Leonard Cohen: Live at the Isle of Wight 1970
directed by Murray Lerner
There’s only one man whose swagger could quiet a crowd of 600,000 people on the cusp of rioting. His name is Leonard Cohen, and once again the poet/musician surfaces from images of the past.
This DVD/CD takes you back to the 1970s, when politics meant more than just faces on the late night news. It was the last night of that year’s Isle of Wight festival, and with fires and angry hippies soaking in the music of Jimi Hendrix, Leonard Cohen finally took the stage. Hendrix would’ve been an impossible act to follow for anyone else but Leonard Cohen — this man has the voice and words to stop you in your tracks, slap you in the face (gently of course), and pour out all the little secrets that you only wish you could tell. He commands attention and it is given.
Cohen plays all his swooning hits with his “army” of men with their array of instruments and, of course, the voices of three angels, who sing so beautifully, to his right backing him up. He starts out with “Diamonds in the Mine,” and it almost feels as though he is screaming these lyrics in your face and you want to shut your eyes but you can’t. He chitchats in-between songs, which he still does to this day at age seventy five, telling jokes and making the little remarks that only poets can. Cohen stands onstage with his olive skin, his shoulder-length brown hair, his beige coat, and the distinguished lines on his face that could only be brought on by emotions and feelings, many, many love affairs, and drugs. A splendid life, in my opinion.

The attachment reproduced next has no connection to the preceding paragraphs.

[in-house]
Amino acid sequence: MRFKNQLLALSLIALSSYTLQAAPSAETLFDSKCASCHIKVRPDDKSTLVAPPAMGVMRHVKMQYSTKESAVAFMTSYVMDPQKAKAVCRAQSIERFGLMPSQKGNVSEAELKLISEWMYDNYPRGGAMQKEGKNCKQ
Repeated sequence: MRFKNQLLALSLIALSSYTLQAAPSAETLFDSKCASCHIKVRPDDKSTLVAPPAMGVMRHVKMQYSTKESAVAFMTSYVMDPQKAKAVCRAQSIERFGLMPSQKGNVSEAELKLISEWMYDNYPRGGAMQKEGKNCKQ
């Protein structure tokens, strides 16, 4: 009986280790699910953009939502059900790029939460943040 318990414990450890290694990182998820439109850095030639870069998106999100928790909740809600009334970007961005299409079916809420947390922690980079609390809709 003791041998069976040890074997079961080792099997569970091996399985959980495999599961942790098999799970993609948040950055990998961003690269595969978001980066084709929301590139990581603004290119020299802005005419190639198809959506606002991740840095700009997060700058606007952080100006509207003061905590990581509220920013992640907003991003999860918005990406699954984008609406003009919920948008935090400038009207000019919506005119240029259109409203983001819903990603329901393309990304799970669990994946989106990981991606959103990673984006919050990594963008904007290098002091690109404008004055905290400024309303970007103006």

This is the infamous show during which Cohen asked the crowd to light matches, “fireflies” he called them, as he wanted to see where everyone was in the dark of the night. His delivery of “One of Us Cannot Be Wrong” is so emotional — the way he just stares off and sings and stretches out his words to make them more meaningful is epic — and why I think so many people consider his music sad (which is somewhat true, but this is real life, raw emotions and all, and he did it oh so well). It seems as though Mr. Cohen was (and I think still is) so ahead of his time with his lyrics that no one really appreciated him until much later, when all of the ’60s and ’70s free love generation finally grew up and realized that in order to fight for what you believe in, you have to first understand people and the words that they use. For those who still haven’t heard of Leonard Cohen, I’m urging you to check out this genius of a man.